So time to scrounge around for parts. The first most important part is the heating element. most people doing anything similar is use a soldering iron. so found my old broken soldering iron and began to take it apart. as i had to make sure that i could retrieve the parts needed. This ended in a bust. as i found out the hard way way , that most cheap soldering irons do not use soled ceramic elements. they tend to have a ceramic film that is wraped around and around to make the element. so this means that they are almost impossible to remove to the bare element as it seems to fall apart very easily.

At this point i almost gave up as i had no money to purchase  any thing. Luck has it i was about to goto bed and rembered a old device i might have from my teenage days. ya'll might remember it was one of the first vaporizers ever sold. So i sat for a moment and day dreamed oof yesteryear ( insert The Wonder Years Theme ) and began to take it apart.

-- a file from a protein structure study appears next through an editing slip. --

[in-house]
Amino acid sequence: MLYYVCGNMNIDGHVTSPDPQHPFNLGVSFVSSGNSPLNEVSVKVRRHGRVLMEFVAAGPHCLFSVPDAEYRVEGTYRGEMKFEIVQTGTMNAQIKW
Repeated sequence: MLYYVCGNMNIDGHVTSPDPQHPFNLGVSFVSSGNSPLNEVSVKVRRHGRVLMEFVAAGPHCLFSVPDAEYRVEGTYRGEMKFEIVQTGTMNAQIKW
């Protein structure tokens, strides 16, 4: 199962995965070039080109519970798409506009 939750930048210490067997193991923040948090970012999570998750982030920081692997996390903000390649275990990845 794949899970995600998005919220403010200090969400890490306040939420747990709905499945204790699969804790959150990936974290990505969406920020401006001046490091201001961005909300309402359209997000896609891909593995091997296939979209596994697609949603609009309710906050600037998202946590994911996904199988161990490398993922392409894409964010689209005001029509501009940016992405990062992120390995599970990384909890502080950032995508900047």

Now WOW, i really hit the jackpot with this relic. The heating element was a nice size, self contained, and free at least at this point in time. The real treasure is that it had came with a control board with led display and knob, and semi self-contained   this little board save me days of work as now i have a stable temp control with out the hard work of designing it my self. ( witch i had already designed mostly, I will post a small tutorial at a later date. )


With the hard part out of the way, because of my laziness years ago. ROFL. now came to design a stable case for the unit. i had played with about 5-6 ideas on unit design. one was make a small variation to the case it was in and run a metal hose. most of them where along that route.But i had remembered a problem with the high powered DIY was air leakage. so i took a break and deiced to clean my house. while cleaning i used up the last of  two canned cleaning products. so i put those aside and finished up cleaning real quick.